When David, my son, was about 4, he began telling us about his dreams.  We had never discussed dreams with him simply because it just hadn’t come up yet.  But we had talked about wishes.  Wishes were things that hadn’t really happened yet, but they might.  Wishes could be good or bad; but usually they were good.  Wishes he understood.  Dreams he didn’t.

His first attempt to tell us about his dream came out, “Daddy, I had this wish . . .”  Well the first few times we were thoroughly confused.  Because he usually told us this in the morning, and because we’re incredibly bright and sensitive parents, after about eight episodes of his “wishes”, we deduced that he was talking about his nightly dreams.

He would tell us of some fanciful adventure.  Sometimes he was dueling with Batman and Robin at his side, or driving a car, or flying with Superman.  These dreams were fun.  Occasionally his team would lose.  Those dreams weren’t so fun.

It was such a darling twist on the reality of dreams that we didn’t correct his phraseology for several years.  He’d start, “I had this wish.  I was flying with Superman . . .”  Or, “I had this wish, this big green ugly monster was chasing me . . .”

Whenever he was scared, he would come into my room and wake me.  He was too scared to go back to his room so I would get his pillow and a couple of blankets and set him up on the floor next to my side of the bed.  We’d ceremoniously fold several blankets into a makeshift bed, I’d tuck him in, and usually listen to his wish. I’m sure he felt very safe and loved.

But now you need to know the other side of the story.  Sleep and I don’t get along very well.

David is our third investment in the future of the world.  He has two older sisters.  David had, it seemed like, 1,346 ear infections his first year of life.  His Eustachian tubes weren’t working very well yet.  My wife and I had to begin sleeping on alternate nights.  One of us would stay up with him in the spare bedroom while the other would put a fan on high in the bedroom (a little “white noise”) and sleep the night away.  The next night we would trade.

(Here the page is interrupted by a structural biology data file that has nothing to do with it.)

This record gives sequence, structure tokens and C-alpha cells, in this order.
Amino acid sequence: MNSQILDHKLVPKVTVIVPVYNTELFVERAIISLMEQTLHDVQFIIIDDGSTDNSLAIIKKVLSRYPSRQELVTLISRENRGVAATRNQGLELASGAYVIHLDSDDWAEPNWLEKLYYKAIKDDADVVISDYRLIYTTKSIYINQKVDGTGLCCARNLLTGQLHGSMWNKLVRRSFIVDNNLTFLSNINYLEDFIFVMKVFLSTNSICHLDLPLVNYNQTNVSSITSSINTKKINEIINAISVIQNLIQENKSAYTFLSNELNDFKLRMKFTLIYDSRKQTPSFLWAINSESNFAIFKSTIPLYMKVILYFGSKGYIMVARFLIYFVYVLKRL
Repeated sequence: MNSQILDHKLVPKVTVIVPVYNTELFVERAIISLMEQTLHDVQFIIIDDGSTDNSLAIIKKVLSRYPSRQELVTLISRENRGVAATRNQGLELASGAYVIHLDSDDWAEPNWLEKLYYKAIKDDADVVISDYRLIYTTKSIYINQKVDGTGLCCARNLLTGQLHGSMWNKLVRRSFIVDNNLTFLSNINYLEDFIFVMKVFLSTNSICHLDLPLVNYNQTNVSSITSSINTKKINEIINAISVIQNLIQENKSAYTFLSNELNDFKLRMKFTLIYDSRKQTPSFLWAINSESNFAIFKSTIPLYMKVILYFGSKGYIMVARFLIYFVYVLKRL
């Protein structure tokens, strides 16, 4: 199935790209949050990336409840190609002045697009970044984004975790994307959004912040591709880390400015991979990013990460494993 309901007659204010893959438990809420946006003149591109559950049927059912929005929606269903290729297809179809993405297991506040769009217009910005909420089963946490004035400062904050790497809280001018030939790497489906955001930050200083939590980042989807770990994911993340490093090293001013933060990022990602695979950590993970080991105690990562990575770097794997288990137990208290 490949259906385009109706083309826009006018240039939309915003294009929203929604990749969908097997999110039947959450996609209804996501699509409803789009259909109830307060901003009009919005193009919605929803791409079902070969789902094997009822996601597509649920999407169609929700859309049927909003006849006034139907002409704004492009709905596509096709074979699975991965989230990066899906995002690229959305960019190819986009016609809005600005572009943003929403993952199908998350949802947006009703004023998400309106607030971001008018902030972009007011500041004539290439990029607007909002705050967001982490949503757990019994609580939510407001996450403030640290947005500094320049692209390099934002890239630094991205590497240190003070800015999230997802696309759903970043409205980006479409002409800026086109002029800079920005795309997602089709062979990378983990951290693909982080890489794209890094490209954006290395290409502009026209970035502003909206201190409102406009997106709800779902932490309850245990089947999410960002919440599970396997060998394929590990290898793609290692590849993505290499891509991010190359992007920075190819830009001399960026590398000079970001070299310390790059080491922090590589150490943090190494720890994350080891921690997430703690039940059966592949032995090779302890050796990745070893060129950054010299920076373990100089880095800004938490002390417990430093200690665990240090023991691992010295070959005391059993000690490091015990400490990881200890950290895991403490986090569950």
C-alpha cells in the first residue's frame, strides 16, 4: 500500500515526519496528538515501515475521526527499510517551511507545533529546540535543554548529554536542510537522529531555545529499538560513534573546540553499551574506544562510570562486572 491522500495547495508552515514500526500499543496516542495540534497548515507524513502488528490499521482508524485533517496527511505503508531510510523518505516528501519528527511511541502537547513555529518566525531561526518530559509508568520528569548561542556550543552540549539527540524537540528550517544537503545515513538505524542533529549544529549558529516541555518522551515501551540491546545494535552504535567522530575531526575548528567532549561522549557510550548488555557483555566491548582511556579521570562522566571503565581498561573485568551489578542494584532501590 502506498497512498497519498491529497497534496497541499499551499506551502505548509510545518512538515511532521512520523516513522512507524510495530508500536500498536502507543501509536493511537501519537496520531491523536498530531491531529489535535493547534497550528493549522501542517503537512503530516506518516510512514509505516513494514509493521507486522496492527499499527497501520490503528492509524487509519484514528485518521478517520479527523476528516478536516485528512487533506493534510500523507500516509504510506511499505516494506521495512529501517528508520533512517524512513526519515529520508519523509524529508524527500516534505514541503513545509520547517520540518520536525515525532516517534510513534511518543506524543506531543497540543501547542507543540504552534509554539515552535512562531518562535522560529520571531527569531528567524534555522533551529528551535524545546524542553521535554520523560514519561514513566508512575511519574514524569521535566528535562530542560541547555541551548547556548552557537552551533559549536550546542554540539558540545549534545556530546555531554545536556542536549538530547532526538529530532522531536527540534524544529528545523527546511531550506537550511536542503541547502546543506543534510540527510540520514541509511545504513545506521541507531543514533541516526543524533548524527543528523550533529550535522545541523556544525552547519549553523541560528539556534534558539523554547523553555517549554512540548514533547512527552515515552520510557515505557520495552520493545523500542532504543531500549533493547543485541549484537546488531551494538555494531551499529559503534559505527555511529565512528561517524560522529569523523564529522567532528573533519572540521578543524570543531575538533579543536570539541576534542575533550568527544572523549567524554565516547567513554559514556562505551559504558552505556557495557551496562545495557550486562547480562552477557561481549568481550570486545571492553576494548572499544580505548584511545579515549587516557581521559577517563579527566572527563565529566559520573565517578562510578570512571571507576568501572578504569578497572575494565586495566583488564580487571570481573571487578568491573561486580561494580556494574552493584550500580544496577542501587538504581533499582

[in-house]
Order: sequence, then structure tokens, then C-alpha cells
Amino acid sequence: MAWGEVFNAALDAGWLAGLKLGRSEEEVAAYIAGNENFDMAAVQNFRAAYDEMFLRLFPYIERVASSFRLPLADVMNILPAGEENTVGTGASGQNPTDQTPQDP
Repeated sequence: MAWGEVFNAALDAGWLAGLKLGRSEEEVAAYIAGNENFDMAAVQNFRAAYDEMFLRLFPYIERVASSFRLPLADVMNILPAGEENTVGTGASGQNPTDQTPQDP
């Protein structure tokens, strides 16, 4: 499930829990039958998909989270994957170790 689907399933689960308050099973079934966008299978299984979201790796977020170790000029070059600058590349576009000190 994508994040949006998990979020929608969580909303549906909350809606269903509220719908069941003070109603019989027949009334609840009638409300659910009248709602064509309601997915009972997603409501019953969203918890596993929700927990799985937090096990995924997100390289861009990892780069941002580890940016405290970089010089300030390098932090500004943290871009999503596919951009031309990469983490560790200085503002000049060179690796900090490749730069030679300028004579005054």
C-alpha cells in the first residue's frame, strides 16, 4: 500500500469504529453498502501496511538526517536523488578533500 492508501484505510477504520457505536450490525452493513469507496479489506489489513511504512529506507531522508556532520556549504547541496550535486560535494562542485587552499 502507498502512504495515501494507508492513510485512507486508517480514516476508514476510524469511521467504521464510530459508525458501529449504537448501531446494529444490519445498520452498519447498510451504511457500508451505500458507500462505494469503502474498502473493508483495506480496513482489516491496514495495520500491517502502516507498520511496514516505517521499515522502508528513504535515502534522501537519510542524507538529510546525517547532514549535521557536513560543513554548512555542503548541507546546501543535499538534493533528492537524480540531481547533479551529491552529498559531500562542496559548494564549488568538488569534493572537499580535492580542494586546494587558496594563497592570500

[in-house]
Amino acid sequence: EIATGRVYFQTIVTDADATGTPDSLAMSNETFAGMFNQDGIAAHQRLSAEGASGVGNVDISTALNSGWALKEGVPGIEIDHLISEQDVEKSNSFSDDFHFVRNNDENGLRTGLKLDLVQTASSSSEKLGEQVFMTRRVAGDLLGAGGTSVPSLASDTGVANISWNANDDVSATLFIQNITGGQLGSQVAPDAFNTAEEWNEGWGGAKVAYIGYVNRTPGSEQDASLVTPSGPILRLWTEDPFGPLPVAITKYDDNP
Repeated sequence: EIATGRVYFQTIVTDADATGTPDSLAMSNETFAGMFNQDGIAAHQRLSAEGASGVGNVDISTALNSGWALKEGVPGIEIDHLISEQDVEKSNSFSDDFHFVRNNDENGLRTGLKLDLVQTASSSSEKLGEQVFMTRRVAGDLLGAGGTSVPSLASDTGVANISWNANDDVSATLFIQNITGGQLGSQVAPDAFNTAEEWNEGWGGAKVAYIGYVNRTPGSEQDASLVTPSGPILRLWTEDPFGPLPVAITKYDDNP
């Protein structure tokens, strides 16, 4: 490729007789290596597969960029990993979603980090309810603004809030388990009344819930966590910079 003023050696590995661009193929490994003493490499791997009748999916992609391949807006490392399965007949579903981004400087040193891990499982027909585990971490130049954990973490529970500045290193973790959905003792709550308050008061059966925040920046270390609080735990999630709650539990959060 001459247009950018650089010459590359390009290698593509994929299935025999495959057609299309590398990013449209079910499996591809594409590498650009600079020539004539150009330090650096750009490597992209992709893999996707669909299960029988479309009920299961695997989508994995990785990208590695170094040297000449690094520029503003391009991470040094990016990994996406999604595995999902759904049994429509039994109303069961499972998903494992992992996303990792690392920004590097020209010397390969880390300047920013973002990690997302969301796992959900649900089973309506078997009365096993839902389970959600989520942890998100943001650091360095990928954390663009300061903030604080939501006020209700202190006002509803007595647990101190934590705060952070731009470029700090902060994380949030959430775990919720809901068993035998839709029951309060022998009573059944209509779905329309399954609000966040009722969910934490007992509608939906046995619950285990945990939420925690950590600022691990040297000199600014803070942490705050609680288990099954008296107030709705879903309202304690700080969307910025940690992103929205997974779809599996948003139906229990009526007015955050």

This routine got me into the habit of getting up several times each night.  Eventually I arose even when it wasn’t my turn.

Finally, when he was old enough, we had little tiny tubes placed in his ear drums to drain the fluid.  His infections stopped and he began sleeping through the night. I kept getting up.

The habit continues to this day.  I read, drink a glass of milk, write, watch TV, or play video games on the computer.  Occasionally, I will sleep the entire night.  It is a momentous event.

David still had scary “wishes” for a few years.  They weren’t as frequent, but whenever he did, he would come into the room, wake me up and we’d go through our little routine.  After he settled in, I’d head off into the living room to read, drink a glass of milk, write, watch TV, or play video games on the computer.

Sometimes he would have his wishes several nights in a row  (I still like to call them wishes for old times sake).  I admit that sometimes I’d get a little frustrated.  In a little of a huff, I’ll sulk down to the living room to read, drink a glass of milk, . . . well you know.

20 years later on David's Wedding Day

But by the time I got back to the room, it was different.  I’d sit on the side of the bed and look at my precious son.  He would be totally flaked out.  I’d watch him sleep and print treasured photographs in my mind — peacefully sleeping, driven next to my bed by scary wishes.

Someday, when I’m a very old man, I’ll have wishes too.  Maybe by then I won’t be able to tell if they’re dreams or reality.  I’ll probably be lonely, tired, and just generally not feeling too well.  I’ll wish that I was young again; forty-five will sound just fine.  I’ll wish for someone who needs help with their algebra; for somebody to play catch with; for a dirty diaper to change; for a walk along the beach with my wife; and I’ll wish for a little hand on my shoulder in the middle of the night wanting little more than just to be with me and to talk about wishes.


            It's a Good Life! . . . .